Simi Mehta, Ria Mohal

In South Asia, India has a huge role to play in the field of climate change, given the enormity of its industrialisation levels. In the 1970s and 80s, we had little clue about how climate change would impact India but one thing was amply clear that unequal development patterns between developed and developing countries and greed were the biggest polluters — eloquently voiced by then Prime Minister of India, Indira Gandhi.

As years passed, the Indian position at the United Nations Framework Convention on Climate Change (UNFCCC) revealed its domestic interests: Developing countries should not be bound by emission reduction requirements unless they were provided with the necessary financial and technological assistance to lower their GHG emissions and, such provisions to curb GHGs would not come at the expense of their development trajectories.

Gradually, sound economic growth of the country catapulted India into taking the leadership role, when in the COP-21 Summit, Prime Minister Narendra Modi announced the establishment of the International Solar Alliance (ISA). Visionary actions such as these can help bend the rising curve of global warming, provided they are implemented both nationally and globally. The overall objective of ISA, with its current 121 member countries located in the sunbelt — those between the Tropics of Cancer and Capricorn — is to work tirelessly in making solar energy available at affordable costs to all. This would require scaling up solar energy projects to meet growing energy demands and combat climate change.

The World Bank has released a report, ‘Turn Down The Heat’, on the likely impact of rising temperatures on agricultural production, water resources, coastal ecosystems, and cities. The report projected future scenarios in a world warmer by 2-degree and 4-degree Celsius.

According to their findings for India, extreme heat events will occur more frequently and cover larger areas than before. Western and Southern India are likely to shift to high climatic regimes, with cities reeling from the ‘urban heat island’ effect. The Global Climate Risk Indices for the past few years has ranked India as the worst-affected country due to heatwaves.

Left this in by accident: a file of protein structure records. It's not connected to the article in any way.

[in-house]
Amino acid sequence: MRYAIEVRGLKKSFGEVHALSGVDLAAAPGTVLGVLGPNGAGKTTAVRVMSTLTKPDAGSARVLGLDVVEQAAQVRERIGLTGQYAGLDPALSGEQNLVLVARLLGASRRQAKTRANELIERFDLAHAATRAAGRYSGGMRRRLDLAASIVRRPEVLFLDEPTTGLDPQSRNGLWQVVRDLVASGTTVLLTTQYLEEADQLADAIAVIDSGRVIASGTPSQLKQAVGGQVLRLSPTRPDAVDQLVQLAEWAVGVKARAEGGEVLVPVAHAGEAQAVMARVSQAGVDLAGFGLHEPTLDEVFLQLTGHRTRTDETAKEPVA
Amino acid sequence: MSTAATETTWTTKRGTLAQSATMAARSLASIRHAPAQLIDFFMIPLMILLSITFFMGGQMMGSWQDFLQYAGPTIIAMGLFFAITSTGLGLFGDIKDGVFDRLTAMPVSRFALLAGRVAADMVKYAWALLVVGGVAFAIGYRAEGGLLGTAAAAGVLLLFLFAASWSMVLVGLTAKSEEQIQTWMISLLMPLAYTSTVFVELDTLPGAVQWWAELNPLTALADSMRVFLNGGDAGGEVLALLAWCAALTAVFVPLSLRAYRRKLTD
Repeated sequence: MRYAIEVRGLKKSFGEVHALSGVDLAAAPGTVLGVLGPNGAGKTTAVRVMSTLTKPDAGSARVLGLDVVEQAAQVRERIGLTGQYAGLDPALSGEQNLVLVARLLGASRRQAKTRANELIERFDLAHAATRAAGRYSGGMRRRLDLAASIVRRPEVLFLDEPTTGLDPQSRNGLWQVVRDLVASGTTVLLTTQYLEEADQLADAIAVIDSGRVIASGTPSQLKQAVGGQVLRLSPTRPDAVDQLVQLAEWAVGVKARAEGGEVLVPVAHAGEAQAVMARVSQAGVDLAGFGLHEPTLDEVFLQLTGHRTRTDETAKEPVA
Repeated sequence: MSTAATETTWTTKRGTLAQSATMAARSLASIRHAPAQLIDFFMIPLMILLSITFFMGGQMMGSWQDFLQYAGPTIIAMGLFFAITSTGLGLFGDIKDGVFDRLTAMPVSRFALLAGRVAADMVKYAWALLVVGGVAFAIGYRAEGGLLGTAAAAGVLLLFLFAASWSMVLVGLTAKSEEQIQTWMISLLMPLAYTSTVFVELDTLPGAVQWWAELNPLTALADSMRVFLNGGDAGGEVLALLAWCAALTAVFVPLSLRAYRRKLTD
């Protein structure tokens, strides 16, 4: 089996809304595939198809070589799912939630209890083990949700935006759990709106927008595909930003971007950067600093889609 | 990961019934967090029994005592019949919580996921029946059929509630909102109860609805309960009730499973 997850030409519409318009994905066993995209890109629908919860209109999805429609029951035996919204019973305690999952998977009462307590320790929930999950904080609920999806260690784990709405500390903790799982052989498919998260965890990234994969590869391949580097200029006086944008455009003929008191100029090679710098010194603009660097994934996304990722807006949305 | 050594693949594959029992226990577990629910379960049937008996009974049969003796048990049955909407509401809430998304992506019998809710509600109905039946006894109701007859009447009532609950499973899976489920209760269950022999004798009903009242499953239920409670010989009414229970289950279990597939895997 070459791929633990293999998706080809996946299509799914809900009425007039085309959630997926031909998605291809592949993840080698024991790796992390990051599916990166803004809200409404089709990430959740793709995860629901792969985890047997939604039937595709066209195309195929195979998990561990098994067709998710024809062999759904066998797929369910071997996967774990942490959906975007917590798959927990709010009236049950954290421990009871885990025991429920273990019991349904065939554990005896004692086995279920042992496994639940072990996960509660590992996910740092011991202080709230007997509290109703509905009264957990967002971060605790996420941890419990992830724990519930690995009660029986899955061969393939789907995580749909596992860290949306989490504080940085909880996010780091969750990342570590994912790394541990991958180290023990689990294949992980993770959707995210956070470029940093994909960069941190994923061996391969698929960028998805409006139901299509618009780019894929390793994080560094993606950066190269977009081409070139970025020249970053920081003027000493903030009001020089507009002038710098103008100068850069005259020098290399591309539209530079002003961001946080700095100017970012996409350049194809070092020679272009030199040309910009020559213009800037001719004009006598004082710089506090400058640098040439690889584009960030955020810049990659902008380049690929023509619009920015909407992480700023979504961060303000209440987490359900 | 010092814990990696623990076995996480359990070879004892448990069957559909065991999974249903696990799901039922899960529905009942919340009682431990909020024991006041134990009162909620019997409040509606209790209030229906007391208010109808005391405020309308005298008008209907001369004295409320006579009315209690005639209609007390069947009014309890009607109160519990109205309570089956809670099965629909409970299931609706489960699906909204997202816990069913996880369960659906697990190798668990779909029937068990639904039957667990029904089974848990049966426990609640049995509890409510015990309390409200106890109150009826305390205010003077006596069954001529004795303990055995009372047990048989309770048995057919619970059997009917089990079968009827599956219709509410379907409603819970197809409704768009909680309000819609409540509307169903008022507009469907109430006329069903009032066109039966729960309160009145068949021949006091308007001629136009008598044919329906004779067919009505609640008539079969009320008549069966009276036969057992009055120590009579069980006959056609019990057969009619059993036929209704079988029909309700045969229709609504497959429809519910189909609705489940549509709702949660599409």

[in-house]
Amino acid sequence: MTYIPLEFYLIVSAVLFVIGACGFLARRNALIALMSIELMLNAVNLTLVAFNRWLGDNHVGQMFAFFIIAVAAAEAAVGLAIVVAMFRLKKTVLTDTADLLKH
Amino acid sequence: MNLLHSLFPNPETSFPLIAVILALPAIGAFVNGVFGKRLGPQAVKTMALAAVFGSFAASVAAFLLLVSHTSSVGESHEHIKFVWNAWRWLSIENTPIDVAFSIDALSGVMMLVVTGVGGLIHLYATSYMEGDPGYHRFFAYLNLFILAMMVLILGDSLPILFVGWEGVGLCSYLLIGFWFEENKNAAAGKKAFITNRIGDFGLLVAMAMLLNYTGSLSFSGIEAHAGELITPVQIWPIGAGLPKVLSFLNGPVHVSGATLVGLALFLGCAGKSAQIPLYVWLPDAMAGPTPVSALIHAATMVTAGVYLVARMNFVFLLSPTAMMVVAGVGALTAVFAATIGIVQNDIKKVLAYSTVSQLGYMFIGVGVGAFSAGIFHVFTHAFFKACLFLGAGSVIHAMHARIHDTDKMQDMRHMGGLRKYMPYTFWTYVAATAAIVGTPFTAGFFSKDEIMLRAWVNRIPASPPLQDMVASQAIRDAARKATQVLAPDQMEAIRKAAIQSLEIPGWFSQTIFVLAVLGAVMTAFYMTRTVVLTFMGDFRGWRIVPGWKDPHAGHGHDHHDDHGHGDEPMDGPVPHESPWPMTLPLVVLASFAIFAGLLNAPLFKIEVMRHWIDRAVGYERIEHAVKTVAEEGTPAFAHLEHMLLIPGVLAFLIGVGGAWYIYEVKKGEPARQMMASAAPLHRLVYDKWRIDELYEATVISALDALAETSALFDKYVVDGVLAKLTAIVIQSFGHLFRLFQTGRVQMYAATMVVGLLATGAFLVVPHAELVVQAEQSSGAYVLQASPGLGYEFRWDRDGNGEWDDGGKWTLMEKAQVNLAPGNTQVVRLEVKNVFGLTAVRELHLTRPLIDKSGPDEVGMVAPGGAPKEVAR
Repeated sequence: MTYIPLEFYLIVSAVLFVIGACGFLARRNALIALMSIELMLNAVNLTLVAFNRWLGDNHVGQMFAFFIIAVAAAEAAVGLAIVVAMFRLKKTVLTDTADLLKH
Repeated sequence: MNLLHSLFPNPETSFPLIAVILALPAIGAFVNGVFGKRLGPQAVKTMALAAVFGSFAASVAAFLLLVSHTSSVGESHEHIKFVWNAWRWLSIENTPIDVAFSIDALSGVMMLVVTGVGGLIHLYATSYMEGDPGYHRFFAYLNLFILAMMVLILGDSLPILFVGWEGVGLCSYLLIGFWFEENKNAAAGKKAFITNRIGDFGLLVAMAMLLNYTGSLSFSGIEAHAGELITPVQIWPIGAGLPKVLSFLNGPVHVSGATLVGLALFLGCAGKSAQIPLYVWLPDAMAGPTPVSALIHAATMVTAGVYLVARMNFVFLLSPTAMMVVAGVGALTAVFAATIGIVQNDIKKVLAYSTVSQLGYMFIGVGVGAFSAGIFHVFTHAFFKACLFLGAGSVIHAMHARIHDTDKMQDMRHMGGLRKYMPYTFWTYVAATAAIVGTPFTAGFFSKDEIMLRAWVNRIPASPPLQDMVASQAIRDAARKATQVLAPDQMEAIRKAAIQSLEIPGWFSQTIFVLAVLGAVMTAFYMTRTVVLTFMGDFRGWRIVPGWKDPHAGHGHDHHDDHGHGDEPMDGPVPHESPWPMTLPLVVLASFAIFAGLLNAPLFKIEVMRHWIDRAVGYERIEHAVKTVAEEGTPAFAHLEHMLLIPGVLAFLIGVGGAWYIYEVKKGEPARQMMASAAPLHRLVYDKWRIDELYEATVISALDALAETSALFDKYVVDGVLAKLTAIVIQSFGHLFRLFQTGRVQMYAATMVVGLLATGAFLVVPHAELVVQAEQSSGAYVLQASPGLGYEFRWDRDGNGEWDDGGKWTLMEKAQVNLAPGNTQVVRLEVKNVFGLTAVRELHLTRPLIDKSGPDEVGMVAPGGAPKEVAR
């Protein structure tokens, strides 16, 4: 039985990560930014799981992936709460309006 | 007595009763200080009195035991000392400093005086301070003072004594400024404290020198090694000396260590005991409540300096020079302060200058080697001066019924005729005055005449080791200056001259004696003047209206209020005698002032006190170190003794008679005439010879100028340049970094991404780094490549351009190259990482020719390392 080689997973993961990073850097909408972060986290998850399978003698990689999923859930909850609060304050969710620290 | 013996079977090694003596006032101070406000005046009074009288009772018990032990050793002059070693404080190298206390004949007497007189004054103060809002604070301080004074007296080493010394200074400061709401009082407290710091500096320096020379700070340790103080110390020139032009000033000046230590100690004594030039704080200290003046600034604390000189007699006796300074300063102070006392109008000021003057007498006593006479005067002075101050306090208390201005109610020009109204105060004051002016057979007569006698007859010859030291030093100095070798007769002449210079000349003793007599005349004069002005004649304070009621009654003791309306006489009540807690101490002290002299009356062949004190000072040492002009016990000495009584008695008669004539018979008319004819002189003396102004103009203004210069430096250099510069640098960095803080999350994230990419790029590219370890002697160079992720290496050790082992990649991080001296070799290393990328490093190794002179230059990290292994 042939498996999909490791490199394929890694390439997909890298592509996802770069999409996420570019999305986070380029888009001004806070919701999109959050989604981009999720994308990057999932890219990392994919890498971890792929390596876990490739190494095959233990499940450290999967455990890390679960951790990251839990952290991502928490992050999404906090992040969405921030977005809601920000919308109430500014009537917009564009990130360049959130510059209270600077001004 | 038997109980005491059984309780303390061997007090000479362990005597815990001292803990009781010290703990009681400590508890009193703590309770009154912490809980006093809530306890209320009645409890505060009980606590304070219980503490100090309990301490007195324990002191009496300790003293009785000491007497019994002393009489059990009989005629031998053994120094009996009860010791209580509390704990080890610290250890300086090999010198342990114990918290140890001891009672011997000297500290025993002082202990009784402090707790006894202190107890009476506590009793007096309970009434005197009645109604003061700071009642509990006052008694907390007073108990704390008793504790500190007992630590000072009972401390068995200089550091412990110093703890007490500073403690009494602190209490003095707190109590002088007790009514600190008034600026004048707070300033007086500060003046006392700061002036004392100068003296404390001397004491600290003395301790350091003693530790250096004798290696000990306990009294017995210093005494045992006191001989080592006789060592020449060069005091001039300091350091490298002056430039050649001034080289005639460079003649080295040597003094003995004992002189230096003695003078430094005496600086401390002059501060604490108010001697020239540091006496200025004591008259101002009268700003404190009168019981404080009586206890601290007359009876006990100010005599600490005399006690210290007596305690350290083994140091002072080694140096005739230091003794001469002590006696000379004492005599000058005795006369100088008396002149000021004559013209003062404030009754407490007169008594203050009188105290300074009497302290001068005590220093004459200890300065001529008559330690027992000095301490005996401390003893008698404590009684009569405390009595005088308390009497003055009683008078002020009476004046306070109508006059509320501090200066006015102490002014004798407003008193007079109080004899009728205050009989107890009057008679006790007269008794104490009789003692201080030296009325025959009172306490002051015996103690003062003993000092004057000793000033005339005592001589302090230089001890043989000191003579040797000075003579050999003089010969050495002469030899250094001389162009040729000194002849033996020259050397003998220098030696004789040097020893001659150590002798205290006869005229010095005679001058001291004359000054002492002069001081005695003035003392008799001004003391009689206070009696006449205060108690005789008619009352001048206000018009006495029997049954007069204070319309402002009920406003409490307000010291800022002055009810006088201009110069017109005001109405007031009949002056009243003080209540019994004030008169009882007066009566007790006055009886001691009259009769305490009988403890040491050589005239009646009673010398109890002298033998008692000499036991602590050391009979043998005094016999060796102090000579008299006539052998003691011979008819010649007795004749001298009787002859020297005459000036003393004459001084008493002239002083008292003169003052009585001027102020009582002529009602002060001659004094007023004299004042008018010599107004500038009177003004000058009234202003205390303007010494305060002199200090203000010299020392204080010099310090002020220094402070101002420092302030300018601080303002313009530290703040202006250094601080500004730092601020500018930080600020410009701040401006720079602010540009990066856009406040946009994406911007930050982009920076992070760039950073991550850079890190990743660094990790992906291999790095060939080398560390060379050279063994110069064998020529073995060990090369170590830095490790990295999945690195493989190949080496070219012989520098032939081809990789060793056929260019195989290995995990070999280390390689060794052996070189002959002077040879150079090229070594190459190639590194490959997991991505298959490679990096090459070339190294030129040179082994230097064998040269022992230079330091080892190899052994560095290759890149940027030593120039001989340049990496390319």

Secondly, dry years will become drier and wet years will become wetter, making the summer monsoon extremely unpredictable. It will trigger massive losses in agricultural production. Environmental extremes and meteorological events like tropical storms, cyclones, tornadoes, river floods, landslides, wildfires, and droughts are becoming common. Recently, the estimated loss due to damages from cyclones Tauktae (west coast) and Yaas (east coast) is to the tune of $5 billion, including infrastructure, electricity grids, agricultural lands, houses, and losses of precious human lives. Previous years have had other devastating cyclones like Amphan, Titli, and Gija.Drought years have led to massive declines in agriculture production. There are estimates that agricultural yields will start falling by the 2040s.

Thirdly, glaciers in the Himalayan ranges have been retreating. Alterations in glacial caps will affect the downstream population of the Indus, Ganges and the Brahmaputra plains.

These direct implications of global warming-induced meteorological and hydrological changes will have their bearing on the society and economic growth of India. Climate change and poverty are part of a vicious cycle as each entity reinforces the effects of the other. Climate change threatens to disrupt natural resource systems, thereby adversely impacting populations (farmers, fisherfolks, and Adivasi communities) dependent on these ecosystems. The inability of the vulnerable sections to effectively mitigate climate-change-induced impacts makes them worse off.

The prime impact is on agricultural production and food security. The yield of the wheat crop has already peaked in India. Rising water scarcity, sea-water intrusions and rising temperatures will threaten crop yields, jeopardize food security, and make India dependent on food imports. Crop failures and increased infestation of pests and insects are commonplace. It would not be an extrapolation to link farmers’ suicides to climate change.